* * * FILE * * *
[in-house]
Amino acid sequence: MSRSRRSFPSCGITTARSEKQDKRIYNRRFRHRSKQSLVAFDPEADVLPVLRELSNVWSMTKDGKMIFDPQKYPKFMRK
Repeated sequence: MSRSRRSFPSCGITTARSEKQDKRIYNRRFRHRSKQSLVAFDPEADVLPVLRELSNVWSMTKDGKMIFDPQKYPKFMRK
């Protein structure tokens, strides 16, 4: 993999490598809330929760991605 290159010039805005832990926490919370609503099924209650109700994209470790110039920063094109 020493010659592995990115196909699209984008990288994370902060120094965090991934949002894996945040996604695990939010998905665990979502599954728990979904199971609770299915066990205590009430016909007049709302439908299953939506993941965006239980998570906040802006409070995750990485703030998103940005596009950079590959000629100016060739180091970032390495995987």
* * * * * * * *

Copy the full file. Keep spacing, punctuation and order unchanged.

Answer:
[in-house]
Amino acid sequence: MSRSRRSFPSCGITTARSEKQDKRIYNRRFRHRSKQSLVAFDPEADVLPVLRELSNVWSMTKDGKMIFDPQKYPKFMRK
Repeated sequence: MSRSRRSFPSCGITTARSEKQDKRIYNRRFRHRSKQSLVAFDPEADVLPVLRELSNVWSMTKDGKMIFDPQKYPKFMRK
């Protein structure tokens, strides 16, 4: 993999490598809330929760991605 290159010039805005832990926490919370609503099924209650109700994209470790110039920063094109 020493010659592995990115196909699209984008990288994370902060120094965090991934949002894996945040996604695990939010998905665990979502599954728990979904199971609770299915066990205590009430016909007049709302439908299953939506993941965006239980998570906040802006409070995750990485703030998103940005596009950079590959000629100016060739180091970032390495995987």